I tried to attain some rearward 'wheel recession' from ride height. Nice flat control arms helped that. This chassis sits pretty dang low overall for 40s with about 18-19" at ride height. Front axle roll axis is tuned for slight understeer. Anti-Dive was tuned to be fairly neutral at close to 50% ( I had to start somewhere?). That should be able to be tuned with a few additional frame side upper mounting points.....going up or down is pretty possible.

This chassis will be running a conventional steering box, so I am stuck with a panhard I think. I can't really see any way to raise the roll center without going WAY into a negative roll axis. The roll center is only about 13" away from the spring CoG ( which is a pretty big guess at this point with the CAD models )

Now for the fun stuff.......what the heck happens when things start moving around??!?!??!

Here is the suspension at full bump. I didn't go through the headache of keeping the link length constant just yet. I just dropped everything to full bump. I hope the calculator, in the 3-link version, can automate this. With the arms being approx 30" long I didn't see the need to get that precise yet.



So....

-The roll axis goes WAY negative....just about 10 degrees. So as the suspension compresses it is going to ??????. My guess would be that it is going to understeer much more. The axle is going to almost anti-steer right? At full bump and trying to corner it is going to take a lot more steering input right?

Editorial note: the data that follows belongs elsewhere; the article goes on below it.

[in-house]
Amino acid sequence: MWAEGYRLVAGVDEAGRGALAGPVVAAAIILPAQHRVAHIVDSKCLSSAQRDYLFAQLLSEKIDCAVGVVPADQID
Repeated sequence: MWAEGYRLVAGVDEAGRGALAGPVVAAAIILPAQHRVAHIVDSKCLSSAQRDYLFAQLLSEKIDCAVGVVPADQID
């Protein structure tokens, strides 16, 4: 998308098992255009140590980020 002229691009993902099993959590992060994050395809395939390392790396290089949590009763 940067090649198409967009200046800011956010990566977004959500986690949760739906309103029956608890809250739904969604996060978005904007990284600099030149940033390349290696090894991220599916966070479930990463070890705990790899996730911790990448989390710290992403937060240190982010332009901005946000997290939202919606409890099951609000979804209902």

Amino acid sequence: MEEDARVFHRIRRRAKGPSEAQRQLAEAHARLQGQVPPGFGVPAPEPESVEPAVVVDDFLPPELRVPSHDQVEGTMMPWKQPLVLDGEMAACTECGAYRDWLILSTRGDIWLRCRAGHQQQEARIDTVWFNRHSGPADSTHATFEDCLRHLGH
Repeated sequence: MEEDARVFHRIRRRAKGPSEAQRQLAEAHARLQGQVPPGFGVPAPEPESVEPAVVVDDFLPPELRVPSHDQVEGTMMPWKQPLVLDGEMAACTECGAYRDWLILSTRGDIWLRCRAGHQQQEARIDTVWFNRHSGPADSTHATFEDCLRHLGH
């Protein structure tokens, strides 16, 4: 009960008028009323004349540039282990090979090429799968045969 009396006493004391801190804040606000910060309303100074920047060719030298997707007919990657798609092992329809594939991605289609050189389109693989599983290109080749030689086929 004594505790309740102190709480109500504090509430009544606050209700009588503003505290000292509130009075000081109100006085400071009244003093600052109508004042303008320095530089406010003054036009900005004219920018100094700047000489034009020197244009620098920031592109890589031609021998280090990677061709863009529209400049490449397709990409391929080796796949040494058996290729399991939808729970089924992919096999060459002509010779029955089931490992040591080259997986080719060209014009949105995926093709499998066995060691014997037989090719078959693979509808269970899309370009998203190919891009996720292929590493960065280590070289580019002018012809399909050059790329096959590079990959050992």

-anti-dive goes NEGATIVE? Basically this means that at static height approx 50% of the CoG brake transfer force is going into the springs/shocks. As it approaches full bump the spring/shock is going to see more and more of the transfer force due to braking. When it goes negative the suspension is basically going to see a small multiplication of that weight transfer braking force to the front suspension?

-I need someone to explain anti-lift to me more? And how having a negative number at full compression will affect things? My understanding is that the suspension might fight itself slightly when getting on the power at full bump....like adding rebound damping?

-Roll center. At static there is 12" between it and the roll center. At full bump this decreases to approx 10". The roll center basically drops below the axle tube I think? The panhard is envisioned to do this...it is forward mounted similar to the older Tri-County Gear design. This is basically a packaging consideration. The frame end of the track bar shouldn't be lower than the pumkin at full bump. Having a normal steering box is a total headache.

I guess most of my questions revolve around static and full bump....

Here is the suspension at full droop.....



-The roll axis slope goes positive to just over 6 degrees. I am worried that this will make the chassis a little twitchy when the tires are first contacting the ground? Roll oversteer I guess is the term?

-The roll center goes up, but the separation between the CoG and the roll center also goes to 14" approx from 12" at static height.

-Anti-Dive goes up to 93%. I am wondering how this will effect the suspension if I where to have to brake right as the vehicle is coming back onto the ground? Basically, I worry that the suspension might get a little 'stuck' at this point?

I am working on the rear suspension now, but wanted to get the questions flowing.....

Thanks for any help.